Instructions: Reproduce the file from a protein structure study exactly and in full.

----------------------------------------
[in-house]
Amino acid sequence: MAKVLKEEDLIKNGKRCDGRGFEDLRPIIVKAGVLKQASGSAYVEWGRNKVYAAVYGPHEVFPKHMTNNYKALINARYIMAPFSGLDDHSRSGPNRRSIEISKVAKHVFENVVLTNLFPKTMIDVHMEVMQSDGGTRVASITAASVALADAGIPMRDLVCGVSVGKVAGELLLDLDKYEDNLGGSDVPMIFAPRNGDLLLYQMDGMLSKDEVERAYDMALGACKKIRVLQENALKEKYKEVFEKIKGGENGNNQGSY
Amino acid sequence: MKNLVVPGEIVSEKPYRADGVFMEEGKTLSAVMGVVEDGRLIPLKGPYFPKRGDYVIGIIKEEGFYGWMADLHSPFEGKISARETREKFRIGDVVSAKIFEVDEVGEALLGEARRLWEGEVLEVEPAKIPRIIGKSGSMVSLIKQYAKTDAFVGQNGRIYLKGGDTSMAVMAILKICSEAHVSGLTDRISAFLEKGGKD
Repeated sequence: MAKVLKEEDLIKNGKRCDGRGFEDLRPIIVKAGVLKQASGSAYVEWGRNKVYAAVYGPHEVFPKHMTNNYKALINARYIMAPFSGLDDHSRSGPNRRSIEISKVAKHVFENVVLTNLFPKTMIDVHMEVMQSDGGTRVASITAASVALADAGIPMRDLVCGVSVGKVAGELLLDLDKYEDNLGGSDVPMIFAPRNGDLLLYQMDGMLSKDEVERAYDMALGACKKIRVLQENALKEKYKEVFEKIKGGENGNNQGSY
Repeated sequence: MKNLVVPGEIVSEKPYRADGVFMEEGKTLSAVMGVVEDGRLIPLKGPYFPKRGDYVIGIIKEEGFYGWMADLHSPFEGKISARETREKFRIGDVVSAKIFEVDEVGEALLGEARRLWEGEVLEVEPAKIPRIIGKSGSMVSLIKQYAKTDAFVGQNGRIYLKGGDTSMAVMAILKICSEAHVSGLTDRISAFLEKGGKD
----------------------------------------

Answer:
[in-house]
Amino acid sequence: MAKVLKEEDLIKNGKRCDGRGFEDLRPIIVKAGVLKQASGSAYVEWGRNKVYAAVYGPHEVFPKHMTNNYKALINARYIMAPFSGLDDHSRSGPNRRSIEISKVAKHVFENVVLTNLFPKTMIDVHMEVMQSDGGTRVASITAASVALADAGIPMRDLVCGVSVGKVAGELLLDLDKYEDNLGGSDVPMIFAPRNGDLLLYQMDGMLSKDEVERAYDMALGACKKIRVLQENALKEKYKEVFEKIKGGENGNNQGSY
Amino acid sequence: MKNLVVPGEIVSEKPYRADGVFMEEGKTLSAVMGVVEDGRLIPLKGPYFPKRGDYVIGIIKEEGFYGWMADLHSPFEGKISARETREKFRIGDVVSAKIFEVDEVGEALLGEARRLWEGEVLEVEPAKIPRIIGKSGSMVSLIKQYAKTDAFVGQNGRIYLKGGDTSMAVMAILKICSEAHVSGLTDRISAFLEKGGKD
Repeated sequence: MAKVLKEEDLIKNGKRCDGRGFEDLRPIIVKAGVLKQASGSAYVEWGRNKVYAAVYGPHEVFPKHMTNNYKALINARYIMAPFSGLDDHSRSGPNRRSIEISKVAKHVFENVVLTNLFPKTMIDVHMEVMQSDGGTRVASITAASVALADAGIPMRDLVCGVSVGKVAGELLLDLDKYEDNLGGSDVPMIFAPRNGDLLLYQMDGMLSKDEVERAYDMALGACKKIRVLQENALKEKYKEVFEKIKGGENGNNQGSY
Repeated sequence: MKNLVVPGEIVSEKPYRADGVFMEEGKTLSAVMGVVEDGRLIPLKGPYFPKRGDYVIGIIKEEGFYGWMADLHSPFEGKISARETREKFRIGDVVSAKIFEVDEVGEALLGEARRLWEGEVLEVEPAKIPRIIGKSGSMVSLIKQYAKTDAFVGQNGRIYLKGGDTSMAVMAILKICSEAHVSGLTDRISAFLEKGGKD